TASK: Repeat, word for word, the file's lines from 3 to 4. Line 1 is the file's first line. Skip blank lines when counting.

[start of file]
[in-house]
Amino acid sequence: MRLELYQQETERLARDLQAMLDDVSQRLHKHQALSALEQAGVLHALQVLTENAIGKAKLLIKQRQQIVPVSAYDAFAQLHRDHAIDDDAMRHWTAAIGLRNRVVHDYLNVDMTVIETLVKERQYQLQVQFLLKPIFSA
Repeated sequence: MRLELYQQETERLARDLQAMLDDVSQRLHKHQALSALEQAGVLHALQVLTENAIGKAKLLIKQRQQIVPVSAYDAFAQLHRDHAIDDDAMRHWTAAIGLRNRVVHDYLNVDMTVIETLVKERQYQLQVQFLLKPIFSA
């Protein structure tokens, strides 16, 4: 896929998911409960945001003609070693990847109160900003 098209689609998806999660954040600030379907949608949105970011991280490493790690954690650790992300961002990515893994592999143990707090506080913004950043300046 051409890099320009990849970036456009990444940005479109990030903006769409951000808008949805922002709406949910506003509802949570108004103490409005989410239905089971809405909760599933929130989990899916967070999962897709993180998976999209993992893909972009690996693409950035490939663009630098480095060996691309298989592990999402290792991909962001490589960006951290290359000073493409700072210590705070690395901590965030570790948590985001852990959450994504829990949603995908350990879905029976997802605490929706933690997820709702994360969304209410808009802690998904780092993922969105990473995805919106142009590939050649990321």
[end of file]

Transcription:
Repeated sequence: MRLELYQQETERLARDLQAMLDDVSQRLHKHQALSALEQAGVLHALQVLTENAIGKAKLLIKQRQQIVPVSAYDAFAQLHRDHAIDDDAMRHWTAAIGLRNRVVHDYLNVDMTVIETLVKERQYQLQVQFLLKPIFSA
């Protein structure tokens, strides 16, 4: 896929998911409960945001003609070693990847109160900003 098209689609998806999660954040600030379907949608949105970011991280490493790690954690650790992300961002990515893994592999143990707090506080913004950043300046 051409890099320009990849970036456009990444940005479109990030903006769409951000808008949805922002709406949910506003509802949570108004103490409005989410239905089971809405909760599933929130989990899916967070999962897709993180998976999209993992893909972009690996693409950035490939663009630098480095060996691309298989592990999402290792991909962001490589960006951290290359000073493409700072210590705070690395901590965030570790948590985001852990959450994504829990949603995908350990879905029976997802605490929706933690997820709702994360969304209410808009802690998904780092993922969105990473995805919106142009590939050649990321």